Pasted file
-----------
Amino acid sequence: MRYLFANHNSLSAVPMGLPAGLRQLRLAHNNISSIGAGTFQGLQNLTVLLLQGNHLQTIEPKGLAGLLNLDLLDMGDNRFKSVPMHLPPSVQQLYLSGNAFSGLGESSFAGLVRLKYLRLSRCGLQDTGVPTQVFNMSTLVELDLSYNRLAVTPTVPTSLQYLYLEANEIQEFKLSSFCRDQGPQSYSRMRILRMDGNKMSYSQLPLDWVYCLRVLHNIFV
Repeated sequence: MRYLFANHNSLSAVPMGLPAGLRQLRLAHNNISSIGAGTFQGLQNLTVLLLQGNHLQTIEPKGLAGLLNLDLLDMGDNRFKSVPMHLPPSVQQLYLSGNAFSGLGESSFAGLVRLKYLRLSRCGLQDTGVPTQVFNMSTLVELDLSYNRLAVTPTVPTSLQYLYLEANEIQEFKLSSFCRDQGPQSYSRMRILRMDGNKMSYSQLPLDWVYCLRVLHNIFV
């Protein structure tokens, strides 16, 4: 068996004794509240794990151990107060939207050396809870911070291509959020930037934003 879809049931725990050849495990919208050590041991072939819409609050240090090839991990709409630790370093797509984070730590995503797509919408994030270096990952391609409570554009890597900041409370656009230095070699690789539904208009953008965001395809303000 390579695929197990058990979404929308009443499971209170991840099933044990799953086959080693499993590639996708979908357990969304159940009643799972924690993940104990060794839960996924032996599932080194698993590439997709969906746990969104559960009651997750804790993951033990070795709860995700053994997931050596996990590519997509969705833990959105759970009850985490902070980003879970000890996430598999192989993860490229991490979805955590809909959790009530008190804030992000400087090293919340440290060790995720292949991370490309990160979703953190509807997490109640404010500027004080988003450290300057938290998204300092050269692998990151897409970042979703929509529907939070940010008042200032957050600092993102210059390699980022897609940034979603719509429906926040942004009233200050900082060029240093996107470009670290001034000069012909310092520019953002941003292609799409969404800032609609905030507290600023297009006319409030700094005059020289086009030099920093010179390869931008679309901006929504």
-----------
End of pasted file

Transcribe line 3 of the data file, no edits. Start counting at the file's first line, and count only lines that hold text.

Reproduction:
């Protein structure tokens, strides 16, 4: 068996004794509240794990151990107060939207050396809870911070291509959020930037934003 879809049931725990050849495990919208050590041991072939819409609050240090090839991990709409630790370093797509984070730590995503797509919408994030270096990952391609409570554009890597900041409370656009230095070699690789539904208009953008965001395809303000 390579695929197990058990979404929308009443499971209170991840099933044990799953086959080693499993590639996708979908357990969304159940009643799972924690993940104990060794839960996924032996599932080194698993590439997709969906746990969104559960009651997750804790993951033990070795709860995700053994997931050596996990590519997509969705833990959105759970009850985490902070980003879970000890996430598999192989993860490229991490979805955590809909959790009530008190804030992000400087090293919340440290060790995720292949991370490309990160979703953190509807997490109640404010500027004080988003450290300057938290998204300092050269692998990151897409970042979703929509529907939070940010008042200032957050600092993102210059390699980022897609940034979603719509429906926040942004009233200050900082060029240093996107470009670290001034000069012909310092520019953002941003292609799409969404800032609609905030507290600023297009006319409030700094005059020289086009030099920093010179390869931008679309901006929504």